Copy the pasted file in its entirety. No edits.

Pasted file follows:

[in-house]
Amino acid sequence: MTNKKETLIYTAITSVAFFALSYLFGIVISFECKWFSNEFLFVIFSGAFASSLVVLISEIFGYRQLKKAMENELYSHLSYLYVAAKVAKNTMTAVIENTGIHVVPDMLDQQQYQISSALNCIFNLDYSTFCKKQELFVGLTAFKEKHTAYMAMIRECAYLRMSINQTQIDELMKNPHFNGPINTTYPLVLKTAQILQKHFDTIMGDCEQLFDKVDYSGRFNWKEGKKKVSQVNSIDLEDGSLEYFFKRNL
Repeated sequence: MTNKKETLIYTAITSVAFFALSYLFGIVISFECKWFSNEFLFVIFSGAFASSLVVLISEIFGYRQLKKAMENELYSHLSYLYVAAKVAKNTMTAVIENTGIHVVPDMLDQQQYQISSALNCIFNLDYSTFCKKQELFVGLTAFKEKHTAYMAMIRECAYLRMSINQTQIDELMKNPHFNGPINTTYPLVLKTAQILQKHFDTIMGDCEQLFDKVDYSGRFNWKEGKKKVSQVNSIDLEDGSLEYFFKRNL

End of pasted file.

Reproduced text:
[in-house]
Amino acid sequence: MTNKKETLIYTAITSVAFFALSYLFGIVISFECKWFSNEFLFVIFSGAFASSLVVLISEIFGYRQLKKAMENELYSHLSYLYVAAKVAKNTMTAVIENTGIHVVPDMLDQQQYQISSALNCIFNLDYSTFCKKQELFVGLTAFKEKHTAYMAMIRECAYLRMSINQTQIDELMKNPHFNGPINTTYPLVLKTAQILQKHFDTIMGDCEQLFDKVDYSGRFNWKEGKKKVSQVNSIDLEDGSLEYFFKRNL
Repeated sequence: MTNKKETLIYTAITSVAFFALSYLFGIVISFECKWFSNEFLFVIFSGAFASSLVVLISEIFGYRQLKKAMENELYSHLSYLYVAAKVAKNTMTAVIENTGIHVVPDMLDQQQYQISSALNCIFNLDYSTFCKKQELFVGLTAFKEKHTAYMAMIRECAYLRMSINQTQIDELMKNPHFNGPINTTYPLVLKTAQILQKHFDTIMGDCEQLFDKVDYSGRFNWKEGKKKVSQVNSIDLEDGSLEYFFKRNL